As the poster for the Centre for Inquiry notes, extraordinary claims require extraordinary evidence. It’s a popular catchphrase for the skeptical movement, but should be an intellectual policy for everyone.
Regardless of what is being claimed, it requires evidence at the same level of the claim.
Anecdote is not evidence, please note, especially personal anecdote even with the corroboration of other witnesses. People often “see” what they choose to see, and interpret events and objects according to preconceived ideas. Seeing UFOs instead of ordinary aircraft, or chemtrails instead of mundane contrails are examples of this. Evidence is something concrete; a body of facts, not simply interpretation or disingenuous claim.
The Centre lists many claims as the poster indicates – a list that continues to grow – along with a brief introduction to each: claims, evidence and conclusion. Some like leprechauns, the Easter Bunny, tooth fairy, dragons and Xenu seem pretty obviously mythological or (like Xenu) totally fabricated. Others will certainly raise an argument among some religious believers or the superstitious – angels, magic, Heaven, hell, the afterlife and similar religious topics included (it does not yet list Santa Claus, but I expect it will come)..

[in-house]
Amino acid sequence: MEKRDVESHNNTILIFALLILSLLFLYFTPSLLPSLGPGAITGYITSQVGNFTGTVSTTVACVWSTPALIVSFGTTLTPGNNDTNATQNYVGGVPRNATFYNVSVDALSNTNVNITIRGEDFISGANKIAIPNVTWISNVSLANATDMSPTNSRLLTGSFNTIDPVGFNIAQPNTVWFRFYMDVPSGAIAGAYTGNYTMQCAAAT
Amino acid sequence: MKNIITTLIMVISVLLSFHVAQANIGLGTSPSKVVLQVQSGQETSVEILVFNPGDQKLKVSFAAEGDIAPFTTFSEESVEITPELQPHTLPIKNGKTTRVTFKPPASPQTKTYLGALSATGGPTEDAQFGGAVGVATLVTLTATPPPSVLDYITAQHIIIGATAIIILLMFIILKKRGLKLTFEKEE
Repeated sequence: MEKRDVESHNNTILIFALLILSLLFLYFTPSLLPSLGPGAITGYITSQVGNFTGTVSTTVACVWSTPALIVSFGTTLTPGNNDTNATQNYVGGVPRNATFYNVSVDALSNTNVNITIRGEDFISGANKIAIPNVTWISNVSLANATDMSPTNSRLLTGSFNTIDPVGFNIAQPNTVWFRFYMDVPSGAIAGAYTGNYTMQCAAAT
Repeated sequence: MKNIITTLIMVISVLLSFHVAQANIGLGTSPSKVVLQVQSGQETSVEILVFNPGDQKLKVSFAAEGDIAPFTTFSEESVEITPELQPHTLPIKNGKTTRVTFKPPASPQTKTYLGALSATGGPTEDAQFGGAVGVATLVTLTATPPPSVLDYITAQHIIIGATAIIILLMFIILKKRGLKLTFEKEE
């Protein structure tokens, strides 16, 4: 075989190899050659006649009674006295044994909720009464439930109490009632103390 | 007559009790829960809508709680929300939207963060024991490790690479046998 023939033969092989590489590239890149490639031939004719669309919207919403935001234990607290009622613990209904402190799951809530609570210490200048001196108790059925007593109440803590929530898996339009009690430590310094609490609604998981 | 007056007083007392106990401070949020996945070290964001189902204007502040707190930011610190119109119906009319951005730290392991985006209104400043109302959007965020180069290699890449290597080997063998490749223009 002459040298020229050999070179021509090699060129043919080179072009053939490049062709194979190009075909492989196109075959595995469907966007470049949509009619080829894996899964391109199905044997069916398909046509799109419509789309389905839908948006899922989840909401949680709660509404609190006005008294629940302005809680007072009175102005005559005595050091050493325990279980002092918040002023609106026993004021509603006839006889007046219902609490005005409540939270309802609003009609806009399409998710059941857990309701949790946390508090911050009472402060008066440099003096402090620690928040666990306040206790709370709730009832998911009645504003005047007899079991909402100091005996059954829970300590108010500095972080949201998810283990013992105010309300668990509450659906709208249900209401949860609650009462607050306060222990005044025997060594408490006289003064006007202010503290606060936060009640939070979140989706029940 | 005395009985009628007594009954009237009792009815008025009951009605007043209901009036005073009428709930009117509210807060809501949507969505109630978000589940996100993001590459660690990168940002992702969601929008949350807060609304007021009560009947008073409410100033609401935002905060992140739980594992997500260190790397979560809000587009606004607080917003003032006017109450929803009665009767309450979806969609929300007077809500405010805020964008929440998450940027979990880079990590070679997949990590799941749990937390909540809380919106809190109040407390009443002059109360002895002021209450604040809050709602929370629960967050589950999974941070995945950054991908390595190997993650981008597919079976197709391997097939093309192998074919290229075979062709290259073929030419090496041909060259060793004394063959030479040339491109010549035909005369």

As RationalWiki puts it,
Extraordinary claims require extraordinary evidence was a phrase made popular by Carl Sagan. It is central to scientific method, and a key issue for critical thinking, rational thought and skepticism everywhere.
The actual phrase was coined by sociologist Marcello Truzzi, but it has been around in other forms for several centuries. In his 1748 work, An Enquiry concerning Human Understanding (chap. 10.4.), David Hume wrote:
In our reasonings concerning matter of fact, there are all imaginable degrees of assurance, from the highest certainty to the lowest species of moral evidence. A wise man, therefore, proportions his belief to the evidence… No testimony is sufficient to establish a miracle, unless the testimony be of such a kind, that its falsehood would be more miraculous than the fact which it endeavors to establish.
Simply because a lot of people believe in something, or accept it as factual doesn’t mean it is true. In a letter to Adam Smith, Hume wrote:
Nothing indeed can be a stronger presumption of falsehood than the approbation of the multitude…